‘Corrupt politicians make the other ten percent look bad’, was said by none other than Henry Kissinger who served as US Secretary of State under both Richard Nixon and Gerald Ford. It’s not all about high office though, corruption is something that anyone can encounter at any time and in any place.
Corruption is a wide-ranging term which might be defined as the abuse of public power for private gain and usually refers to the actions of governments and public officials which are intended to maintain power or confer financial benefit. We now use the term equally to describe dishonest or illegal behaviour in the private sector, of which there is no shortage of examples. At the start of this year, Rolls-Royce apologised after it was found to have paid bribes including a luxury car and millions in cash to middlemen to secure orders in countries including Indonesia, Russia and China. There was quite some whip-round in the R-R offices to pay the £671 m in penalties.
Bribery is fundamentally the act of proffering something of value to influence an action or decision. It may be any inducement, reward or valuable item[s] offered to gain a commercial, contractual, regulatory or personal advantage. It is illegal to offer a bribe directly or through a third party and indeed to accept bribes.
In the UK, the Bribery Act 2010 came into force on 1st July 2011. The Act and a useful brief guide may be found here.
Organisations may be in breach of the Act if a senior person [e.g. Managing Director] commits a bribery offence but may also be liable if an employee or agent does so although the latter is less likely to lead to prosecution if adequate procedures were in place to guard against bribery. Hospitality and some other business expenditure that are proportional and reasonable are not covered by the Act.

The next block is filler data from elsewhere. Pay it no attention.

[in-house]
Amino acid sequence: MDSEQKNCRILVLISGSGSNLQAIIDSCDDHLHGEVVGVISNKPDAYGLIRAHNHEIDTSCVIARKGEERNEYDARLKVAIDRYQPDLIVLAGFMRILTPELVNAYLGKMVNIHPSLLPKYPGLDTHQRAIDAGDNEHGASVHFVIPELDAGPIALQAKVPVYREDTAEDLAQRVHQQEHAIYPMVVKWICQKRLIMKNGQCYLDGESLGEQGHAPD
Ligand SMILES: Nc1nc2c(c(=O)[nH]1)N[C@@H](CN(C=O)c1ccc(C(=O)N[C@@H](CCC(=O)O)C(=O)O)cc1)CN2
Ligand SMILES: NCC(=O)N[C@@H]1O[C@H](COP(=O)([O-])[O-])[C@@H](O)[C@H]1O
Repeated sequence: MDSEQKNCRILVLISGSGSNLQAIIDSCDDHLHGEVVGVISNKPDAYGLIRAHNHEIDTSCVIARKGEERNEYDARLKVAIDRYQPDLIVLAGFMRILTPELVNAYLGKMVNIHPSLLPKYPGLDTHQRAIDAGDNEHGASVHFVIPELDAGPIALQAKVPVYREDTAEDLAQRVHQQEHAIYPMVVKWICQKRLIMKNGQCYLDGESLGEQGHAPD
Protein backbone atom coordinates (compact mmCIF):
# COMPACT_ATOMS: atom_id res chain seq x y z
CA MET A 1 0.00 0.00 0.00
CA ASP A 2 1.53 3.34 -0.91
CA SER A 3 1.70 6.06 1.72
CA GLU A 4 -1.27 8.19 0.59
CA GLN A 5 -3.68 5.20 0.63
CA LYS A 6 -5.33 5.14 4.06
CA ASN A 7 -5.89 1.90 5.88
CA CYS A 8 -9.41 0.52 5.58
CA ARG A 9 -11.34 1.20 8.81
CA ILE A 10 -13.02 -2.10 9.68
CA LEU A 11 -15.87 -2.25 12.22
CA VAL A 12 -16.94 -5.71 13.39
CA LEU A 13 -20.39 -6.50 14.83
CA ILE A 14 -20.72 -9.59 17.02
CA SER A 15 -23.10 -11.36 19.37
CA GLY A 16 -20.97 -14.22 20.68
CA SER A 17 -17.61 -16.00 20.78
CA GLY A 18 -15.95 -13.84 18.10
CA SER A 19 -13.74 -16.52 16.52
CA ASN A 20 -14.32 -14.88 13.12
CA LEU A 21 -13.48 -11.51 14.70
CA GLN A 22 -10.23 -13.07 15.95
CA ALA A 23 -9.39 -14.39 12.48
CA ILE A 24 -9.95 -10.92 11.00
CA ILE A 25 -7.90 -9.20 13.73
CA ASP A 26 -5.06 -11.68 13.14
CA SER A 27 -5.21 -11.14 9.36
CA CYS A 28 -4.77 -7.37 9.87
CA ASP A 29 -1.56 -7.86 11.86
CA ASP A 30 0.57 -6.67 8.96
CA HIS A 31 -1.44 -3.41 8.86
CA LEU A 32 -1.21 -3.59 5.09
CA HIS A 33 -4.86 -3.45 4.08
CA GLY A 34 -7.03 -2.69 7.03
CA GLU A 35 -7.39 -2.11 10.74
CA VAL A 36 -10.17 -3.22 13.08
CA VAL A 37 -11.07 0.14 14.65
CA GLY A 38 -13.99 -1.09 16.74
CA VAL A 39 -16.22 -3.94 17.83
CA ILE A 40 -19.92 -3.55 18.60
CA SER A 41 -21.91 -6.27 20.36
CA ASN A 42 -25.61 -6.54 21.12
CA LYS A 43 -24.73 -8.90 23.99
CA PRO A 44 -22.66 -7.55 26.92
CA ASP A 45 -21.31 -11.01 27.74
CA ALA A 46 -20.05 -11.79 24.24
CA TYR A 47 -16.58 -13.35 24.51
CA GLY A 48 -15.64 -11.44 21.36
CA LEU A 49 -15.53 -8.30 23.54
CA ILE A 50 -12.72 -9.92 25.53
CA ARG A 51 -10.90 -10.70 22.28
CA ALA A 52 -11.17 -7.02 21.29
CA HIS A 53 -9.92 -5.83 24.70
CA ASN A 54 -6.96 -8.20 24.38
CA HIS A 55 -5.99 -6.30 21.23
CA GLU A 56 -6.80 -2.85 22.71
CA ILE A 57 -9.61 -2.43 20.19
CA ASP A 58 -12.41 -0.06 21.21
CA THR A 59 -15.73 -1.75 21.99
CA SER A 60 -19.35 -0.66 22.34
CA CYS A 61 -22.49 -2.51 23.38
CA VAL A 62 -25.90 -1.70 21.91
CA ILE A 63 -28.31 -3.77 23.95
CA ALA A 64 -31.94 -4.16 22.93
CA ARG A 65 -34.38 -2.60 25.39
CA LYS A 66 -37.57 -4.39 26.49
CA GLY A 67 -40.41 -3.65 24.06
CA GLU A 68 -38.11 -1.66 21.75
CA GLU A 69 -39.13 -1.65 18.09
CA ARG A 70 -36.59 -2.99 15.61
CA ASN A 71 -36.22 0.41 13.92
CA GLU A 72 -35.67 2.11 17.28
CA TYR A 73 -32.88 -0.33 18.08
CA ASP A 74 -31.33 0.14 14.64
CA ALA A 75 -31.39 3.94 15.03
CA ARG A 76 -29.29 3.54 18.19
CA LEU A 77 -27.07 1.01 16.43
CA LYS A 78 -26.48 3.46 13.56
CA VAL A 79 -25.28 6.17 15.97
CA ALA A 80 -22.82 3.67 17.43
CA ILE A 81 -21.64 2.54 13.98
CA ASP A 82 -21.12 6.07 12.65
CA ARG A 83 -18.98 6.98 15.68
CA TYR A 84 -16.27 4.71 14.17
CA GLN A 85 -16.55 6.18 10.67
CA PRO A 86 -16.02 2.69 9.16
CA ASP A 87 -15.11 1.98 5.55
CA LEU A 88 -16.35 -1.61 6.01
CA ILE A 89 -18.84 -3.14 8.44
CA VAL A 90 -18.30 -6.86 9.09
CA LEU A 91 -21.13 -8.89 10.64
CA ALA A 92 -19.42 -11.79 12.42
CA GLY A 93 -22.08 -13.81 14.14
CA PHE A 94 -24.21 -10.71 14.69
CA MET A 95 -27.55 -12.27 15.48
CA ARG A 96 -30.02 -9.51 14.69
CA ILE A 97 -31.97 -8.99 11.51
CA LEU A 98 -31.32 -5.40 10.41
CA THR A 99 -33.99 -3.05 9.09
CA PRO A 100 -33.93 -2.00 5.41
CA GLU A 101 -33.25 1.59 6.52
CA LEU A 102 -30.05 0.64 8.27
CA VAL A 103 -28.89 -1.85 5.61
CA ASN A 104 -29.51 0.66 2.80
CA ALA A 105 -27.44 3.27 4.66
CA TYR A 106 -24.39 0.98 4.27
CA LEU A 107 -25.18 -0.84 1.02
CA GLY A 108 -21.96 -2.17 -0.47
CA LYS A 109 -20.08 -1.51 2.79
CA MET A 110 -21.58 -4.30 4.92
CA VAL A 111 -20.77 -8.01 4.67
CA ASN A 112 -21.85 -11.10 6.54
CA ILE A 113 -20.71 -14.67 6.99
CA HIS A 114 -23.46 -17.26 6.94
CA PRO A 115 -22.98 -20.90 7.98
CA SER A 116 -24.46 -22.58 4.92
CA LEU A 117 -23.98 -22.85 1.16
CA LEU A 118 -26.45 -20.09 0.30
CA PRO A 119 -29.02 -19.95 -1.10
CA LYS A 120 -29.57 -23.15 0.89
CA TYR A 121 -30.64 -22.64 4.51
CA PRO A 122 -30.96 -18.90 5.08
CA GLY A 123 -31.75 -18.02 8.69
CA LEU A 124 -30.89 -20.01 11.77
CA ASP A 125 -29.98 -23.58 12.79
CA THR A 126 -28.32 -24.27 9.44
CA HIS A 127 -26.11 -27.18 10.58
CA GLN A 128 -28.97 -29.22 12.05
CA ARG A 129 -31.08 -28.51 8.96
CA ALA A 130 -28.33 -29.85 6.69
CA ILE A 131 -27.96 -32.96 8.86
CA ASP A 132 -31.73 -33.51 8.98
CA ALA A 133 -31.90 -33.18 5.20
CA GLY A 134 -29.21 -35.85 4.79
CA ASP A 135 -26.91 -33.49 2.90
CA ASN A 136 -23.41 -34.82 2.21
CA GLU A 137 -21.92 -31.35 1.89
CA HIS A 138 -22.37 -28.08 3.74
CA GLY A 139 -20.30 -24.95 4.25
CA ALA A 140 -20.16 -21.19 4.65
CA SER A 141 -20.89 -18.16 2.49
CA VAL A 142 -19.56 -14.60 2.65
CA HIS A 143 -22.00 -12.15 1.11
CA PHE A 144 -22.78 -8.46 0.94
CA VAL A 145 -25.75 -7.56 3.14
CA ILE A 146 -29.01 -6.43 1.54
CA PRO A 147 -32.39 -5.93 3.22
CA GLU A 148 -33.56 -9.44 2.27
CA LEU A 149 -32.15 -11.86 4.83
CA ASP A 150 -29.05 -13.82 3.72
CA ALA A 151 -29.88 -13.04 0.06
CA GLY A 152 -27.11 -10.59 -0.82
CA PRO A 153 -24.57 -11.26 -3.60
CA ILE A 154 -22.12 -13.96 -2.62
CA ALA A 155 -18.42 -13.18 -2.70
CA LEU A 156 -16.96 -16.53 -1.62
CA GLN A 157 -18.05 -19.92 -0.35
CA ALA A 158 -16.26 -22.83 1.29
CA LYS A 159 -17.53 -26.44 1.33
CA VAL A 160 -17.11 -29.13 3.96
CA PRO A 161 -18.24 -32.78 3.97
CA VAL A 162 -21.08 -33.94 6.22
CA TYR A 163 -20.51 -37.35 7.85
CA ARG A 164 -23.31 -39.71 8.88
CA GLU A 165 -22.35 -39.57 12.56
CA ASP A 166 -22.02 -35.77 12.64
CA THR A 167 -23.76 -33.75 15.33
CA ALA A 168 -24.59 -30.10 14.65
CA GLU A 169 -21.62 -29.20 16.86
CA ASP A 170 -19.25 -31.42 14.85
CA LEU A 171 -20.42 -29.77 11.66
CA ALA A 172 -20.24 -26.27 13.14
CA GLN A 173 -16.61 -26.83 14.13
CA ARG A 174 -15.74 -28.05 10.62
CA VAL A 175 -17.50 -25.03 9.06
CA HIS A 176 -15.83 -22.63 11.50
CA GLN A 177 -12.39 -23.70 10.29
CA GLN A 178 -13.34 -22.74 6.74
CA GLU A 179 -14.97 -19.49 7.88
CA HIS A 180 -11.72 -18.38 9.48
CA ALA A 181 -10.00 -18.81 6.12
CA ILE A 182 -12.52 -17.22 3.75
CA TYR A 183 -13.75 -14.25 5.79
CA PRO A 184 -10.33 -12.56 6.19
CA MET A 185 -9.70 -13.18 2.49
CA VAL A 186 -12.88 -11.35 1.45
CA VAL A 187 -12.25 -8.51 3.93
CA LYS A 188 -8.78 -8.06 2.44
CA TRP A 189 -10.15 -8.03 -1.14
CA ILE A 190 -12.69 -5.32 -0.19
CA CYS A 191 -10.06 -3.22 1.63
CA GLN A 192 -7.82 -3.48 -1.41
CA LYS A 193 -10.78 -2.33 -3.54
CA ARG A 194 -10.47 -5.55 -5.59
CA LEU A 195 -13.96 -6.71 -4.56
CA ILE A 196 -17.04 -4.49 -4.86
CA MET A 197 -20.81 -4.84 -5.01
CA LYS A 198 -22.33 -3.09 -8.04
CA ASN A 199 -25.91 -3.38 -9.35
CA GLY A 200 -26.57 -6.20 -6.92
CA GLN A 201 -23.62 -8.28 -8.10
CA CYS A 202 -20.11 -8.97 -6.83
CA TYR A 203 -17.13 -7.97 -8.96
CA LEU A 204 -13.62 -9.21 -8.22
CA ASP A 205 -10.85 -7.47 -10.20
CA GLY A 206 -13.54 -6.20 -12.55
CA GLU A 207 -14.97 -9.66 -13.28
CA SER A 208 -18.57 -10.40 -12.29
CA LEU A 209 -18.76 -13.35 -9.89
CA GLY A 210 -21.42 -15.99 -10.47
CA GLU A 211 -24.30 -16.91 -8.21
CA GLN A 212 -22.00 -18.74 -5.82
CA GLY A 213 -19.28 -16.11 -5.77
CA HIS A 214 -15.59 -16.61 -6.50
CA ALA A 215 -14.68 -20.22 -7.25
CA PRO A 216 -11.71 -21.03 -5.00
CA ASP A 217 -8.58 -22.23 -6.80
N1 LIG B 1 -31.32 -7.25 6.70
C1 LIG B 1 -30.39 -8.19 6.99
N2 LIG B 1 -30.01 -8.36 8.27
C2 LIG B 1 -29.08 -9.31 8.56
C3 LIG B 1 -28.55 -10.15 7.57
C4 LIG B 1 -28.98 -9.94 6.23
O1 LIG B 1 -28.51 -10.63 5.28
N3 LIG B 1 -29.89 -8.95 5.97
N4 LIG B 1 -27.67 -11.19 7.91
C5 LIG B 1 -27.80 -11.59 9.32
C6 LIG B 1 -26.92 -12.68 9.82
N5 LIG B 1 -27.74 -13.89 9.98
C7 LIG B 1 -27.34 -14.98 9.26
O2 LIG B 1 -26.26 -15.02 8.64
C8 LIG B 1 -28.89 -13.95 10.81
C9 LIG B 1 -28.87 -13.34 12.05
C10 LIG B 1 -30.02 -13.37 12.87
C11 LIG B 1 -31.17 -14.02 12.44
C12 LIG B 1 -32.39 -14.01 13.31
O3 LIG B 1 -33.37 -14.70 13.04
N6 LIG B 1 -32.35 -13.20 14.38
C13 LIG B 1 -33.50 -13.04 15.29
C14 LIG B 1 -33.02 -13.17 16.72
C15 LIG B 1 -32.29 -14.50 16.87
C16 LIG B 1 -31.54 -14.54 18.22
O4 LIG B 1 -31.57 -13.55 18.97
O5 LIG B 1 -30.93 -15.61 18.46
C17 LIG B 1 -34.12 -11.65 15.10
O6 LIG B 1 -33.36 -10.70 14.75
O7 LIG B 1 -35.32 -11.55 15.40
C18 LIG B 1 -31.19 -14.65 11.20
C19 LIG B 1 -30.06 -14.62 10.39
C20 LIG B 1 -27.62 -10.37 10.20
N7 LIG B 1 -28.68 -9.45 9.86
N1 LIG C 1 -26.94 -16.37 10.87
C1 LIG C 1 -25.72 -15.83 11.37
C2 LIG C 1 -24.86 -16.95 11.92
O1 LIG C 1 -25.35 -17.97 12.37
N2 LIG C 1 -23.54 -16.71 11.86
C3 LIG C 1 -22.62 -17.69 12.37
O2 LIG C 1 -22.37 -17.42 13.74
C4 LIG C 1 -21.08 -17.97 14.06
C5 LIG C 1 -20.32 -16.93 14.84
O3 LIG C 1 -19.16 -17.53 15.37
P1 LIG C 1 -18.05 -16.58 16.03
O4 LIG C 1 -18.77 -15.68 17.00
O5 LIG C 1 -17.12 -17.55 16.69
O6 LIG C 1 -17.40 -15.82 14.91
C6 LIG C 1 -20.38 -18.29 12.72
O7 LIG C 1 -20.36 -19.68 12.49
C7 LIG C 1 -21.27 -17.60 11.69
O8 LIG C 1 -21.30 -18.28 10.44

If there is a reasonable probability of encountering bribery, companies should have a procedure in place as this can prevent a conviction. An anti-Bribery and Corruption Policy template may be found here:
The question of liability if third parties such as agents or distributors offer bribes is pertinent to many of our members that sell overseas. It appears that the original supplier may be liable if these ‘associated persons’ do commit an offence even if it is not aware of the bribe. It is important that due diligence is carried out on all distributors and that your own anti-bribery procedure is in place.
Some countries are more corrupt than others. This does not mean that you will necessarily encounter bribery in more corrupt countries nor that you will avoid this in the less corrupt ones but a Corruption Perceptions Index 2016 provides a useful guide. We've provided a handy link below.
A score of 100 is squeaky clean and the closest to that is 90 managed by Denmark and New Zealand while the UK is joint 10th with a score of 81. Over two-thirds of the 176 countries featured in the index fall below the mid-point score of 50.
‘What a wonderful world’ opined Louis Armstrong back in 1967, at a time when there was real hope for a better future and you could have a lava lamp as a trendy home feature rather than a post-modernist statement of the failed rising of the quasi-autonomous British proletariat. Or something like that. Nowadays, you’re closer to the mark putting on the New Order album ‘Power, Corruption & Lies’.
One of the best ways to identify corrupt regions may well be to see where FIFA decides to hold their World Cups. One thing we can be sure of, however, is that companies and individuals that are proven to be corrupt invariably apologise but their contrition masks the fact that they are less likely to be sorry that they took the bribe than that they got caught doing it.
FIA, FIRESA Secretary